test Browse by Author Names Browse by Titles of Works Browse by Subjects of Works Browse by Issue Dates of Works
       

Advanced Search
Home   
 
Browse   
Communities
& Collections
  
Issue Date   
Author   
Title   
Subject   
 
Sign on to:   
Receive email
updates
  
My Account
authorized users
  
Edit Profile   
 
Help   
About T-Space   

T-Space at The University of Toronto Libraries >
School of Graduate Studies - Theses >
Master >

Please use this identifier to cite or link to this item: http://hdl.handle.net/1807/18922

Title: Regulating Reproduction - Evaluating The Canadian Law On Surrogacy And Surrogate Motherhood
Authors: Menon, Nisha
Advisor: Dickens, Bernard
Department: Law
Keywords: law
ll.m
surrogacy
motherhood
surrogate motherhood
reproduction
health law
health law policy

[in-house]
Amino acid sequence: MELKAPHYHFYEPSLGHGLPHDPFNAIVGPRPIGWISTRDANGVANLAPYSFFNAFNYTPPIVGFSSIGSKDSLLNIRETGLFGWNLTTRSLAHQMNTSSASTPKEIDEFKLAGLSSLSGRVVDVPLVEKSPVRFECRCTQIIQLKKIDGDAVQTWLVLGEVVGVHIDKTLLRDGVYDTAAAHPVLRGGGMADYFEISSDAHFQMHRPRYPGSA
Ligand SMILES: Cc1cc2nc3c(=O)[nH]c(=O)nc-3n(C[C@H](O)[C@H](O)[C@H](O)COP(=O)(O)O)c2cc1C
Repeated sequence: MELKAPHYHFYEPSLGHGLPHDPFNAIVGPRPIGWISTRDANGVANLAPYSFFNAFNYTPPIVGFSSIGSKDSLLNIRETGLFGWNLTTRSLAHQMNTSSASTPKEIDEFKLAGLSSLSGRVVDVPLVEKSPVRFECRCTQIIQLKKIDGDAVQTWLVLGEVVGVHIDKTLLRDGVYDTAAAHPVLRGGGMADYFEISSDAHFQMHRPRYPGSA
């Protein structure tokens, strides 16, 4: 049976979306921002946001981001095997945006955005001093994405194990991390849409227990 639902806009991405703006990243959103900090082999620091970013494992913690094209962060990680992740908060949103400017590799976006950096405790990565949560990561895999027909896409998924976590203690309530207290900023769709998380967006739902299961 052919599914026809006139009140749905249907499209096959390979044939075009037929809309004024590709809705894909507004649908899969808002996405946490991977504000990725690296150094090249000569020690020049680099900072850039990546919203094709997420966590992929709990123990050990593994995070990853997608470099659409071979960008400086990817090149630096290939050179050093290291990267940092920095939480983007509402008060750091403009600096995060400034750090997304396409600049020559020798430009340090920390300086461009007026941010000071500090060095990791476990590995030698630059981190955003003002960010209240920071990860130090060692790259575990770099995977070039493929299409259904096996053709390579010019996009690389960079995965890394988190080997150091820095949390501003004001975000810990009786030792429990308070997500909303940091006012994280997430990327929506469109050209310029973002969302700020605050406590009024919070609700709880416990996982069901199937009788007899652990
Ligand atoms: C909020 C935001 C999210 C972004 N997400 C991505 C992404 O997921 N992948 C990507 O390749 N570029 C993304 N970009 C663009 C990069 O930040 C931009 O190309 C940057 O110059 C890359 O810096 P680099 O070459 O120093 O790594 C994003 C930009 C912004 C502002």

AHRA
Issue Date: 15-Feb-2010
Abstract: Certain provisions of the Assisted Human Reproduction Act 2004 appear to have been enacted as a legislative response to the objections to surrogacy noted by the Royal Commission on New Reproductive Technologies in 1993. However, the legislation may not be successful in tackling concerns generated by recent developments in assisted reproductive technologies. This thesis identifies the shortcomings of the AHRA provisions that impact its ability to effectively regulate the surrogate act in Canada. The discussion suggests shifting the existing regulatory framework away from the imposition of legislative prohibitions on commercial surrogacy and towards a model that is more effective in dealing with the current reality of the surrogate arrangement. Upon consideration of regulatory regimes in Israel and the United Kingdom, a framework for surrogacy is suggested that balances the reproductive rights of the individuals who participate in such an arrangement, while minimizing the potentially exploitative aspects of the surrogate act.
URI: http://hdl.handle.net/1807/18922
Appears in Collections:Master
Faculty of Law - Master theses

Files in This Item:

File Description SizeFormat
Menon_Nisha_200911_LLM_thesis.pdf1.32 MBAdobe PDF
View/Open

Items in T-Space are protected by copyright, with all rights reserved, unless otherwise indicated.

uoft